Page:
Commissioning the Millennium

A thousand and one projects are seeking the Millennium millions. But how will the cash flow? Bev Cohen reports

SBHD: A thousand and one projects are seeking the Millennium millions. But how will the cash flow? Bev Cohen reports

SBHD: What is the Millennium Commission?

The Millennium Commission was set up by the Government but is not a quango. It functions as an independent body. It aims to fund capital projects relevant to the year 2000 and beyond. These are described by Heritage Secretary Stephen Dorrell as “lasting monuments to the achievements and aspirations of the United Kingdom”.

SBHD: How does the funding work?

The commission expects to have at least ú1.6bn funding available by 2000, and has received about ú3m a week from the National Lottery since it began in November. The commission has equal status with the National Heritage Memorial Fund, the National Lottery Charities Board, the Arts Council and the Sports Council. Each will receive 20 per cent of the National Lottery net proceeds.

SBHD: How and when will the money be spent?

Fifty per cent will be spent on about 12 major capital projects, each requesting some ú50m. The remainder will be allocated to smaller, community-based projects. A recent survey by campaign group London First revealed definite plans for capital developments by 42 organisations, each costing ú5m to ú10m. Events were planned by 31 organisations, and a further 83 said they would produce proposals.

SBHD: What is the timescale for Millennium funding applicants?

The initial three-page form covering basic application details has a 31 March deadline. The commission will send a more detailed form to successful entrants. A shortlist will be published in May of those with potential, but some might “fall by the wayside”, says Elrick. By September, the commission expects to have ú100m in the kitty and will be able to start the allocation of funds, although it may have to give grants in stages over the next five years. The application form process will take place annually until 2000. The commission expects projects to keep to their own set timescales, but completion by the end of 2000 is not a key criterion.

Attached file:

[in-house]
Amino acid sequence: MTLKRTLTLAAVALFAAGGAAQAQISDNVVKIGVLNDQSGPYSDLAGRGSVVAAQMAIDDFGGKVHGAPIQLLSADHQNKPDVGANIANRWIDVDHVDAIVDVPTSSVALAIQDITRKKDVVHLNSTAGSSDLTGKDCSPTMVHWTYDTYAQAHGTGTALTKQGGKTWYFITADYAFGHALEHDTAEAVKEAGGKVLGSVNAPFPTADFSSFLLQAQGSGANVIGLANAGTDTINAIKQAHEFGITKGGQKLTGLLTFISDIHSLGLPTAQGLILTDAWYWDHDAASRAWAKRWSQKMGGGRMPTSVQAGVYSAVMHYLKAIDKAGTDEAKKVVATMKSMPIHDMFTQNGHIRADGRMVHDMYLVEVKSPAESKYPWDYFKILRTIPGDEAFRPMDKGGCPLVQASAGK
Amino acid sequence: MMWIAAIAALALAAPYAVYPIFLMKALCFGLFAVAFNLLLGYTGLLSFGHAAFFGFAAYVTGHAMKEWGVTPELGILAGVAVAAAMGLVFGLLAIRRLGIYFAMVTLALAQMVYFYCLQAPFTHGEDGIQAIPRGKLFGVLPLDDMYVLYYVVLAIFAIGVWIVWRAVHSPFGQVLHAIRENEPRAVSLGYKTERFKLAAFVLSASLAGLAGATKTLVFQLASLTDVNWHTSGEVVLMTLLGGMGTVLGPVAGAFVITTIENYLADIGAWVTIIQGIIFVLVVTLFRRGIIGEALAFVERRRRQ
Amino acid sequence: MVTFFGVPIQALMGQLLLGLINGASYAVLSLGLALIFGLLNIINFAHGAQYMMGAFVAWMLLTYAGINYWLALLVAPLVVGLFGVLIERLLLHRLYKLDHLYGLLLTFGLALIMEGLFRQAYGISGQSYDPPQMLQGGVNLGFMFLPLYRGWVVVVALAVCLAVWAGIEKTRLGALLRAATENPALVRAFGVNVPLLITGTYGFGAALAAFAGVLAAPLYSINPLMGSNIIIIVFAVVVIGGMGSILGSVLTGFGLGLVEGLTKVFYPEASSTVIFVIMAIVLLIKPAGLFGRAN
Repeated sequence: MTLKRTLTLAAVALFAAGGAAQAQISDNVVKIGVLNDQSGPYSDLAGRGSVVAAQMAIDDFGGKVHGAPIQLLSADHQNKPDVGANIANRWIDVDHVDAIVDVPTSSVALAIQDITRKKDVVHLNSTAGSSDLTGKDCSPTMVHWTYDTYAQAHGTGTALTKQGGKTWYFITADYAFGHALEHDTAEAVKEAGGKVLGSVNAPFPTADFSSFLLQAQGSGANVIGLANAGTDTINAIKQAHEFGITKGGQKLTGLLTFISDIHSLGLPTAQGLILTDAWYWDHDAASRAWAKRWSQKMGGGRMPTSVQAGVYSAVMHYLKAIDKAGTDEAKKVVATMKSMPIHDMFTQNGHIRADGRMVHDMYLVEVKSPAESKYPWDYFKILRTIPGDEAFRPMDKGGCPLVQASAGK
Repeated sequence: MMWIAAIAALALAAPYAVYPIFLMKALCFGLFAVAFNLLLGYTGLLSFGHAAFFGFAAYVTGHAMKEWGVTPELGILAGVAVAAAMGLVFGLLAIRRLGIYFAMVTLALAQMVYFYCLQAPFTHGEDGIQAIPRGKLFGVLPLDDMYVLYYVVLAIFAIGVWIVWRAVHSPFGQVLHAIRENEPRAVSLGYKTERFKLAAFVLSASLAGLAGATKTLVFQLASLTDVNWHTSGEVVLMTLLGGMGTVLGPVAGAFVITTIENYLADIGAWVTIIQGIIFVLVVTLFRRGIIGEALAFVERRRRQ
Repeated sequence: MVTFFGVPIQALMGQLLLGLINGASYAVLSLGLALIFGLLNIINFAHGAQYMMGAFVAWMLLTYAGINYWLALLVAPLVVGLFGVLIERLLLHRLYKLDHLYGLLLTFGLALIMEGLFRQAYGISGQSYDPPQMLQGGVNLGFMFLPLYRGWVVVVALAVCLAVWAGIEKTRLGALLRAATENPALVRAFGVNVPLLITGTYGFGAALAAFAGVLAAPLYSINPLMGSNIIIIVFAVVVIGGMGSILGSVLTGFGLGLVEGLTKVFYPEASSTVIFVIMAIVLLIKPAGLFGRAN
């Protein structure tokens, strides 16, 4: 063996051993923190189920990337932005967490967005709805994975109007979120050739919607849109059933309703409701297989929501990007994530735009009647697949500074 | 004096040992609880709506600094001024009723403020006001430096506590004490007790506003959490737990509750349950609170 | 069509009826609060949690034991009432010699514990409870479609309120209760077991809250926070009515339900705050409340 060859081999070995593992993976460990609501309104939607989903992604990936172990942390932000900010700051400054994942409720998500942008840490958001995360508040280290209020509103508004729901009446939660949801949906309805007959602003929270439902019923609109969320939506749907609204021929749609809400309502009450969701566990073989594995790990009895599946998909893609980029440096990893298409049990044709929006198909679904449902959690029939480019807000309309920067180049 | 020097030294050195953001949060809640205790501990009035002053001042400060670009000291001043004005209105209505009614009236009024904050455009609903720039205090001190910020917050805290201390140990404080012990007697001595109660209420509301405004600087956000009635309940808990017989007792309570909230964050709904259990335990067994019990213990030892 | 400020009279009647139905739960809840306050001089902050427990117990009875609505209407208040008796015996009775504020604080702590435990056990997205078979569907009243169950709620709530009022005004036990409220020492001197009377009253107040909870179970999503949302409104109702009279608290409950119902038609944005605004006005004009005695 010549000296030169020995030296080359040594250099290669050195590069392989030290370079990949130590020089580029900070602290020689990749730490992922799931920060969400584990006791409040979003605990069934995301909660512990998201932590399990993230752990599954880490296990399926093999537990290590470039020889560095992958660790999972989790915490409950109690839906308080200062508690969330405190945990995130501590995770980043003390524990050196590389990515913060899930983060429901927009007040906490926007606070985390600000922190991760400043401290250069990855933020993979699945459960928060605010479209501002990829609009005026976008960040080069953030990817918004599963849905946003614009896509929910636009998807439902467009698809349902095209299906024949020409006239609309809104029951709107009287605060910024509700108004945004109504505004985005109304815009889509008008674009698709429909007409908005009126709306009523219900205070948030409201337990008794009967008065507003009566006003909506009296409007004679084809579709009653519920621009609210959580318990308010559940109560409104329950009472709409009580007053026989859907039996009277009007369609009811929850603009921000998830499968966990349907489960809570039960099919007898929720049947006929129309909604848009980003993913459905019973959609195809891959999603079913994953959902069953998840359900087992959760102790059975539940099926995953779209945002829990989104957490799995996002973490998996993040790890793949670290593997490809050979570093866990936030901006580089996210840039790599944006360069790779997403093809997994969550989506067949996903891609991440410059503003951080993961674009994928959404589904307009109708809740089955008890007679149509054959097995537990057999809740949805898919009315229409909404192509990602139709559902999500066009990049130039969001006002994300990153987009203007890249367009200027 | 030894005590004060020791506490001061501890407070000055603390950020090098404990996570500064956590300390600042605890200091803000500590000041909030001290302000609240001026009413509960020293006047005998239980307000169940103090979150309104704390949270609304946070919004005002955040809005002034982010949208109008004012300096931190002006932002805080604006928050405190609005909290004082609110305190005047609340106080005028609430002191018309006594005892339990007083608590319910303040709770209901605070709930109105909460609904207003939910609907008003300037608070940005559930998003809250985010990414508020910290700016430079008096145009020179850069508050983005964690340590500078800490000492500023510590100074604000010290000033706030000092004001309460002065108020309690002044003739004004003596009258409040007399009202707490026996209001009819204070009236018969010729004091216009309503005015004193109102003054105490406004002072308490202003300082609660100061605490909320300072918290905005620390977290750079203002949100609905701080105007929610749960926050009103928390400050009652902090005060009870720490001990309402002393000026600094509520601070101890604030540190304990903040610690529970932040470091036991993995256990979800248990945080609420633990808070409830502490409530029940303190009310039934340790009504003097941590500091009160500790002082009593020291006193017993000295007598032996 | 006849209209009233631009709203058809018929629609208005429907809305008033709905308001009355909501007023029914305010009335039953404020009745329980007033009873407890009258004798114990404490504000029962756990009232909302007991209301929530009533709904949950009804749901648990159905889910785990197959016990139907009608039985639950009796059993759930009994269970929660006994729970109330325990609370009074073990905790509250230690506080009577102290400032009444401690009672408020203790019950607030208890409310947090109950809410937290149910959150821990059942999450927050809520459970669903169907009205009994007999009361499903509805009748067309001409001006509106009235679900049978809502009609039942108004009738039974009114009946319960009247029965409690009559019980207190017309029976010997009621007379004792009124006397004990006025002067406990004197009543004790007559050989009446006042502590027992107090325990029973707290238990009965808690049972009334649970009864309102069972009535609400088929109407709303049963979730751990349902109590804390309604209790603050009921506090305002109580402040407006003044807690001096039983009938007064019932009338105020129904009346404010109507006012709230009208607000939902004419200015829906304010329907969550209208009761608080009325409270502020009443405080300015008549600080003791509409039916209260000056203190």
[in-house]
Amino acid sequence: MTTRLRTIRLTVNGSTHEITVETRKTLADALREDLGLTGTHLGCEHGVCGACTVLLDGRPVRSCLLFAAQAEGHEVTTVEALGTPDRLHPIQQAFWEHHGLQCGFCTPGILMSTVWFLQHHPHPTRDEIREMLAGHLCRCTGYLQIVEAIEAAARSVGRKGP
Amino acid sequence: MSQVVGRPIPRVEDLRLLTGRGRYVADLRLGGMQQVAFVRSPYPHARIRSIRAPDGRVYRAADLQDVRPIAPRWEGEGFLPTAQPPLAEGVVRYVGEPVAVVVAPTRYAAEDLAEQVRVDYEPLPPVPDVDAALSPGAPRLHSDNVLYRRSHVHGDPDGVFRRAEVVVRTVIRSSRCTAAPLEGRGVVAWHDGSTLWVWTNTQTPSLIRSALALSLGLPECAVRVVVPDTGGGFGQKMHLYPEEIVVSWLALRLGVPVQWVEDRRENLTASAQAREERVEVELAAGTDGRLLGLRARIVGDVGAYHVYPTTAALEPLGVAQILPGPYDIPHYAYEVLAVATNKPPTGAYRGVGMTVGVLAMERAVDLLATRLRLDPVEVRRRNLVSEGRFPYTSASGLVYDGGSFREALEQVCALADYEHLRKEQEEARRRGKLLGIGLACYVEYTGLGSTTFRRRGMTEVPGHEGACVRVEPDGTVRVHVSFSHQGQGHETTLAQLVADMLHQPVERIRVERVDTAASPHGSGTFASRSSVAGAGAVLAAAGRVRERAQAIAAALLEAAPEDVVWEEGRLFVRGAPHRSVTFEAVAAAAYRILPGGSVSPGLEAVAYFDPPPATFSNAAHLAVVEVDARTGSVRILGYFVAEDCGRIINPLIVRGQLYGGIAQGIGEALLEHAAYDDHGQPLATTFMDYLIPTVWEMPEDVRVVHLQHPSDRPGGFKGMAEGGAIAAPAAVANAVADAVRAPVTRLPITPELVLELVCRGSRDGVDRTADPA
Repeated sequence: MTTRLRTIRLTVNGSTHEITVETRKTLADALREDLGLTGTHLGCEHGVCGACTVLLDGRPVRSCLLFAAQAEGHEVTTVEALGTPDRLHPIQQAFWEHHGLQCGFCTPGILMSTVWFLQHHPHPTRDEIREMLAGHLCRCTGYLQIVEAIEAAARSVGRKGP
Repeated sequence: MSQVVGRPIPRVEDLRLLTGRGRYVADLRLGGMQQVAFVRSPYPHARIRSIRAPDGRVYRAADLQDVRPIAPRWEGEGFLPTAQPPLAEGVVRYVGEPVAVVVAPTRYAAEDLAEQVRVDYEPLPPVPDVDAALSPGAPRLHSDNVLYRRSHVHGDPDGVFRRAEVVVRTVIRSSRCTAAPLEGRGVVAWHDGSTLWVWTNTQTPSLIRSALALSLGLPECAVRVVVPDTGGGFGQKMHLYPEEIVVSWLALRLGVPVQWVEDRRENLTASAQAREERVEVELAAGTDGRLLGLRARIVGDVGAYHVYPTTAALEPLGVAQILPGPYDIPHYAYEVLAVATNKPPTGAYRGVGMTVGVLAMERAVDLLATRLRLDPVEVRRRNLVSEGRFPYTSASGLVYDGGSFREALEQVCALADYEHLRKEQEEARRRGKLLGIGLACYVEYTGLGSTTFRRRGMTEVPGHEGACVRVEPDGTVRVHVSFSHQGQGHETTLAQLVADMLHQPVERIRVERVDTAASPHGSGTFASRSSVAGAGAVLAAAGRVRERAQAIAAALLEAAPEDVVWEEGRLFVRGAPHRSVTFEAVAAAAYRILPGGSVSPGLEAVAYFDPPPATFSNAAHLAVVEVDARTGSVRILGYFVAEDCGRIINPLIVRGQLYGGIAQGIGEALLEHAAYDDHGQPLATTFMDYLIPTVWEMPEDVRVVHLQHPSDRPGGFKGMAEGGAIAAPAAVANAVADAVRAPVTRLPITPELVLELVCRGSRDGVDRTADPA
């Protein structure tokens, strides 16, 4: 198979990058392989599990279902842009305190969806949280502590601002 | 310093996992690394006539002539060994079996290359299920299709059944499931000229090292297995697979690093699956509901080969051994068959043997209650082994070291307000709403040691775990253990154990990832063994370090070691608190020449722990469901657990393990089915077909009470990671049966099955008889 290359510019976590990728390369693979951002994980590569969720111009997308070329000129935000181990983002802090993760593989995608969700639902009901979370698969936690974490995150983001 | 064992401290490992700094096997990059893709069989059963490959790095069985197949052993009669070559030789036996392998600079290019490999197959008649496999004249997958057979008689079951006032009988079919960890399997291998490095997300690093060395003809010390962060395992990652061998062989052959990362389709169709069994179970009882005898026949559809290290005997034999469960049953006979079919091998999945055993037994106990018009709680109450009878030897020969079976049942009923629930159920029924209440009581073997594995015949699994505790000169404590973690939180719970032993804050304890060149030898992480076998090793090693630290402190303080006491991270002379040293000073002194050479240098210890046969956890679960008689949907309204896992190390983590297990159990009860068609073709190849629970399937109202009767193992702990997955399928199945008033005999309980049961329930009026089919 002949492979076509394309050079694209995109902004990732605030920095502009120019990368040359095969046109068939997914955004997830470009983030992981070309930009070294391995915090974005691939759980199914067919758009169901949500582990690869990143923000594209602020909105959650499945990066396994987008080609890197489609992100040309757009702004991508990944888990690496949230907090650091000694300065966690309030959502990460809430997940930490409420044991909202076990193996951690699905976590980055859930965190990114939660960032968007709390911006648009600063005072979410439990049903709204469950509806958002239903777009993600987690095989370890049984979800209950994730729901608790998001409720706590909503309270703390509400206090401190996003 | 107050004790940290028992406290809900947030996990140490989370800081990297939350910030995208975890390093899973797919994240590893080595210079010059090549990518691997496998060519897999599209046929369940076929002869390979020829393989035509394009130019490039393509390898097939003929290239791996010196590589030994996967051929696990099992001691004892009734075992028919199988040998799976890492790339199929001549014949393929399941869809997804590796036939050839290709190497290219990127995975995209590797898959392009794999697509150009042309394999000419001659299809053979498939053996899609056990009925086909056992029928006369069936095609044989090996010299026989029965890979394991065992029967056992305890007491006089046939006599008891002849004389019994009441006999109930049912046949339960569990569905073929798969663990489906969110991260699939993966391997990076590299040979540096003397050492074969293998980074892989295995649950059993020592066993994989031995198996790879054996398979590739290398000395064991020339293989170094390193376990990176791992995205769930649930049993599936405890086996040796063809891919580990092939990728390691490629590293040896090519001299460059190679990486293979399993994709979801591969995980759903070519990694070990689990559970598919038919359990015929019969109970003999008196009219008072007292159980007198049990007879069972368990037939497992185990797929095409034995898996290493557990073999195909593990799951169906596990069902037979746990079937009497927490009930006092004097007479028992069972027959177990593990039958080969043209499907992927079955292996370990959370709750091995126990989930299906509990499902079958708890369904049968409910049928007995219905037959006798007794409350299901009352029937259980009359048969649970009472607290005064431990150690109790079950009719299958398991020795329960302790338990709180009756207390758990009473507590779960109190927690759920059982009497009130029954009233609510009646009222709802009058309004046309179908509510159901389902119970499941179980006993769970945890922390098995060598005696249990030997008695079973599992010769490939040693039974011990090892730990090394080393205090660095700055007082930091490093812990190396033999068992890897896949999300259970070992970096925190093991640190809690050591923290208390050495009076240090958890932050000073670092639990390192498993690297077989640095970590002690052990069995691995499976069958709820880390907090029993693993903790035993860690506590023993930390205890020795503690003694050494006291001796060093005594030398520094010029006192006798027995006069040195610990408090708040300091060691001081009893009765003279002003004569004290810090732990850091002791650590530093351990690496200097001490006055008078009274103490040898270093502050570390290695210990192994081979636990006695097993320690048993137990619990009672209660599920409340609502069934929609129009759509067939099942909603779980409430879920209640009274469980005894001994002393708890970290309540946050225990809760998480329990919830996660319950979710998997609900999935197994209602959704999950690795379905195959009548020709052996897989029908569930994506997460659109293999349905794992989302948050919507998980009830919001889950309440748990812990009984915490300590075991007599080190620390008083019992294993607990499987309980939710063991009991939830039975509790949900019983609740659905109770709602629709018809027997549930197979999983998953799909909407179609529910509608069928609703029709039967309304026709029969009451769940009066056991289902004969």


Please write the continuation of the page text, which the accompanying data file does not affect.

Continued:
SBHD: What are the criteria for Millennium approval?

“We’re not here to fund mediocre projects!” says Elrick. The 200 proposals already received are “of a high standard – people are taking this seriously”, and about 600 more are expected by September. The commission is open to proposals from all over the UK. It will not favour deprived areas, each project is expected to “come up to scratch”. The theme of the year 2000 has to be central to applications. “We want unique projects, those which are applying to other National Lottery-funded organisations for support will have to pitch a millennium theme to us,” says Elrick. Lasting significance is a major factor. “We want imagination, innovation, they’ve got to prove their merit,” Elrick adds.

SBHD: What is the Millennium Festival?

Britain’s first nationwide festival since the 1977 Queen’s Silver Jubilee, it is expected to rival the Great Exhibition of 1851 and the Festival of Britain in 1951. It will involve nationwide events throughout the year 2000. The festival will include a large exhibition, although its theme and location are yet to be decided. It is currently being organised by the Millennium Commission, which is setting up a competition to appoint a consortium to run it. This will be headed by Simon Jenkins, former editor of The Times, and it may be responsible for choosing designers.

SBHD: What is the London Millennium Study?

It is an action plan published by London First and associated organisations such as the London Arts Board, the Sports Council and British Telecom. It calls for an urgent effort to turn the Millennium Festival into a co-ordinated event worthy of the UK’s capital city. It reveals survey results showing a geographical bias towards activity in the centre of London and the banks of the Thames, also widespread uncertainty about the source of funding. Says Elrick: “London has been slow coming forward with ideas, unlike Leeds, Sheffield and Scotland, for example. But there is great potential for projects.” London has also been criticised for its lack of fresh ideas, and commission acting director Heather Wilkinson has stated publicly that London needs to come up with innovative ideas. But London First spokesman Robert Gordon Clark sees “no need to panic – the Millennium is still five years away. We are encouraging all sorts of London organisations to get cracking and start planning now”.

SBHD: Examples of projects seeking funding

*The Tate Gallery of Modern Art at London’s Bankside power station (over ú25m) by Swiss architect Herzog and de Meuron.

*A ú9.5m transformation of London’s South Bank Centre into a “people’s palace” designed by Richard Rogers Partnership.

*A London Millennium Big Wheel designed by architects David Marks and Julia Barfield.

*A ú50m National Science Centre in Hampshire’s Farnborough Airfield, which will approach Smithfield Design if successful.

*A ú100m Glasgow Millennium Tower by Richard Horden Associates, which is concurrent with a ú3m redevelopment of the 1938 Tait Tower. A feasibility study for the Tait Tower is being carried out by marketing consultant Neil Baxter Associates and Ian Ritchie is working on redesign plans.

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